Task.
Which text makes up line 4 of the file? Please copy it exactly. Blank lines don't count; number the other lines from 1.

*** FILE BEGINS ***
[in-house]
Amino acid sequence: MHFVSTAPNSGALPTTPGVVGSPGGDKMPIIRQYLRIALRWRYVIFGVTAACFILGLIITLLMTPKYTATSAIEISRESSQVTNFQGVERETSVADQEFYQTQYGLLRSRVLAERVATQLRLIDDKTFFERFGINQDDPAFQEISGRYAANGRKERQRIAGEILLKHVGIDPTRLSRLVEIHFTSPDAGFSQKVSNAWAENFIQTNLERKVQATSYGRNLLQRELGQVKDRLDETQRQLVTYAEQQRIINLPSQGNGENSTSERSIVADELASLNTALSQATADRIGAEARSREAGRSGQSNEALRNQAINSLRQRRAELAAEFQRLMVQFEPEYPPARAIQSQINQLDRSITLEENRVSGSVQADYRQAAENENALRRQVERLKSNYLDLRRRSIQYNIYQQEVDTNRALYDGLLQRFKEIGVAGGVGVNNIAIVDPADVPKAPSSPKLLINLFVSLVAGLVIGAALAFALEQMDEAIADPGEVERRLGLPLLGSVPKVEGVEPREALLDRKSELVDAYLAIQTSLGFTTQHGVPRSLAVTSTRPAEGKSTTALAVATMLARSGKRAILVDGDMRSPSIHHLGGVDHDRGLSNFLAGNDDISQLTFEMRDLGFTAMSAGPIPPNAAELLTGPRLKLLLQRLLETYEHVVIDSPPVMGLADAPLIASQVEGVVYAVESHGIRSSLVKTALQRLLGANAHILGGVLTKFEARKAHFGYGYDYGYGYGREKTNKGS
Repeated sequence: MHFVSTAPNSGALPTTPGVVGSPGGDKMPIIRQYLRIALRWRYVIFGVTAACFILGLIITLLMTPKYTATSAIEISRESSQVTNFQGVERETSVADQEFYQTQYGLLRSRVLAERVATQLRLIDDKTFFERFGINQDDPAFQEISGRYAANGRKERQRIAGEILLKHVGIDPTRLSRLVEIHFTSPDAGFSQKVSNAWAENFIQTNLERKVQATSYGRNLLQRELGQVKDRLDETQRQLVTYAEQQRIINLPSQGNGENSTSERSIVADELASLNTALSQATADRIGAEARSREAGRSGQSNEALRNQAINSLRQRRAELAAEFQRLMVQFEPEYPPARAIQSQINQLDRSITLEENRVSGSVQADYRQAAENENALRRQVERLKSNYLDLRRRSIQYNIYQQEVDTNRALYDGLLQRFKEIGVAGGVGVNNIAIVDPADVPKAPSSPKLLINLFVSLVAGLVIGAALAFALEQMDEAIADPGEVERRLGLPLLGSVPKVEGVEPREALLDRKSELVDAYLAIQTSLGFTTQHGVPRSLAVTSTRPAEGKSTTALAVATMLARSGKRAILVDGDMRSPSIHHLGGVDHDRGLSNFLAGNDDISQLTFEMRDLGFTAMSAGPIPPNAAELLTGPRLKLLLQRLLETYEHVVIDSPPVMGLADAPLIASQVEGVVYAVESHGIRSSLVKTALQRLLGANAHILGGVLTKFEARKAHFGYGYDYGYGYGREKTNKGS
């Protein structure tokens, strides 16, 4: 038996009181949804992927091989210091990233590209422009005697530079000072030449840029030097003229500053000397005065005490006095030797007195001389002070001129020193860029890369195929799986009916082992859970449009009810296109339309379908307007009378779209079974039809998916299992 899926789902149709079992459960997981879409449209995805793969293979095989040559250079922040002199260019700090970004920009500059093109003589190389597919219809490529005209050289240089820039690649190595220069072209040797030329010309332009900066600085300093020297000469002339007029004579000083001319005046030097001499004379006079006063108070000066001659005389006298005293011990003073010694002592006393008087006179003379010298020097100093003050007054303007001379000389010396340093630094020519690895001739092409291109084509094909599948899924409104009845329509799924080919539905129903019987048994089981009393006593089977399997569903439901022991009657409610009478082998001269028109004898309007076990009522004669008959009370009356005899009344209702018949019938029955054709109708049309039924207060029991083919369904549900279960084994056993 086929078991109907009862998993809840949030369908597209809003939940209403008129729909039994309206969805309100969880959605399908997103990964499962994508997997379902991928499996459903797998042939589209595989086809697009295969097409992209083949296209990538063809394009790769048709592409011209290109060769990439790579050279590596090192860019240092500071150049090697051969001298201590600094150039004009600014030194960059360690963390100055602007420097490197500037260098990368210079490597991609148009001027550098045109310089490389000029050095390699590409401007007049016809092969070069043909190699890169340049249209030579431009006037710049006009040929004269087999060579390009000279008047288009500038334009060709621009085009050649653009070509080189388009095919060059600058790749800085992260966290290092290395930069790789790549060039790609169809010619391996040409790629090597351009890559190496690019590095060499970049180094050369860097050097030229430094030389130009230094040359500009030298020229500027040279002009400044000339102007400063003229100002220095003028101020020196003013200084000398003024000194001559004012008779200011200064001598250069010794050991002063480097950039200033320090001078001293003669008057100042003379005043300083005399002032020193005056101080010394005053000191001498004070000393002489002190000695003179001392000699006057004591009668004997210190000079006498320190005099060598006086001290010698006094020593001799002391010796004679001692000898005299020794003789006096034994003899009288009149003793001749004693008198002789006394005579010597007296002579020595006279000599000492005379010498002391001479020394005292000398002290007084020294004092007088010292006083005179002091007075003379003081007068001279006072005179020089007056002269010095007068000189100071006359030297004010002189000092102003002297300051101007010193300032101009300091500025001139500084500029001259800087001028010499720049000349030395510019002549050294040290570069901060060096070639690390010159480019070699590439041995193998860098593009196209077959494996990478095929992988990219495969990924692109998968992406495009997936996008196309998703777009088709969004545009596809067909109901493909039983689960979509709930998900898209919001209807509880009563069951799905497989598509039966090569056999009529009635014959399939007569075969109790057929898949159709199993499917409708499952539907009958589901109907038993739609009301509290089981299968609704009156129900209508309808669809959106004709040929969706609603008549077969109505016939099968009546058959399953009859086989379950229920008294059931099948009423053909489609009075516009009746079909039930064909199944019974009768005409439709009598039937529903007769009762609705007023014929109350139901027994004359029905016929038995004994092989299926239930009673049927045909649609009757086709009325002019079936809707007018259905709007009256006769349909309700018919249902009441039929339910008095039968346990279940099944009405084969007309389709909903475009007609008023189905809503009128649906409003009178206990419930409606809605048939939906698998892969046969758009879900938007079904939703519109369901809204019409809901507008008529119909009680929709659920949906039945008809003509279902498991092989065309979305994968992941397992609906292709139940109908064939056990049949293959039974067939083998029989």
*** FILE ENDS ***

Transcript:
């Protein structure tokens, strides 16, 4: 038996009181949804992927091989210091990233590209422009005697530079000072030449840029030097003229500053000397005065005490006095030797007195001389002070001129020193860029890369195929799986009916082992859970449009009810296109339309379908307007009378779209079974039809998916299992 899926789902149709079992459960997981879409449209995805793969293979095989040559250079922040002199260019700090970004920009500059093109003589190389597919219809490529005209050289240089820039690649190595220069072209040797030329010309332009900066600085300093020297000469002339007029004579000083001319005046030097001499004379006079006063108070000066001659005389006298005293011990003073010694002592006393008087006179003379010298020097100093003050007054303007001379000389010396340093630094020519690895001739092409291109084509094909599948899924409104009845329509799924080919539905129903019987048994089981009393006593089977399997569903439901022991009657409610009478082998001269028109004898309007076990009522004669008959009370009356005899009344209702018949019938029955054709109708049309039924207060029991083919369904549900279960084994056993 086929078991109907009862998993809840949030369908597209809003939940209403008129729909039994309206969805309100969880959605399908997103990964499962994508997997379902991928499996459903797998042939589209595989086809697009295969097409992209083949296209990538063809394009790769048709592409011209290109060769990439790579050279590596090192860019240092500071150049090697051969001298201590600094150039004009600014030194960059360690963390100055602007420097490197500037260098990368210079490597991609148009001027550098045109310089490389000029050095390699590409401007007049016809092969070069043909190699890169340049249209030579431009006037710049006009040929004269087999060579390009000279008047288009500038334009060709621009085009050649653009070509080189388009095919060059600058790749800085992260966290290092290395930069790789790549060039790609169809010619391996040409790629090597351009890559190496690019590095060499970049180094050369860097050097030229430094030389130009230094040359500009030298020229500027040279002009400044000339102007400063003229100002220095003028101020020196003013200084000398003024000194001559004012008779200011200064001598250069010794050991002063480097950039200033320090001078001293003669008057100042003379005043300083005399002032020193005056101080010394005053000191001498004070000393002489002190000695003179001392000699006057004591009668004997210190000079006498320190005099060598006086001290010698006094020593001799002391010796004679001692000898005299020794003789006096034994003899009288009149003793001749004693008198002789006394005579010597007296002579020595006279000599000492005379010498002391001479020394005292000398002290007084020294004092007088010292006083005179002091007075003379003081007068001279006072005179020089007056002269010095007068000189100071006359030297004010002189000092102003002297300051101007010193300032101009300091500025001139500084500029001259800087001028010499720049000349030395510019002549050294040290570069901060060096070639690390010159480019070699590439041995193998860098593009196209077959494996990478095929992988990219495969990924692109998968992406495009997936996008196309998703777009088709969004545009596809067909109901493909039983689960979509709930998900898209919001209807509880009563069951799905497989598509039966090569056999009529009635014959399939007569075969109790057929898949159709199993499917409708499952539907009958589901109907038993739609009301509290089981299968609704009156129900209508309808669809959106004709040929969706609603008549077969109505016939099968009546058959399953009859086989379950229920008294059931099948009423053909489609009075516009009746079909039930064909199944019974009768005409439709009598039937529903007769009762609705007023014929109350139901027994004359029905016929038995004994092989299926239930009673049927045909649609009757086709009325002019079936809707007018259905709007009256006769349909309700018919249902009441039929339910008095039968346990279940099944009405084969007309389709909903475009007609008023189905809503009128649906409003009178206990419930409606809605048939939906698998892969046969758009879900938007079904939703519109369901809204019409809901507008008529119909009680929709659920949906039945008809003509279902498991092989065309979305994968992941397992609906292709139940109908064939056990049949293959039974067939083998029989």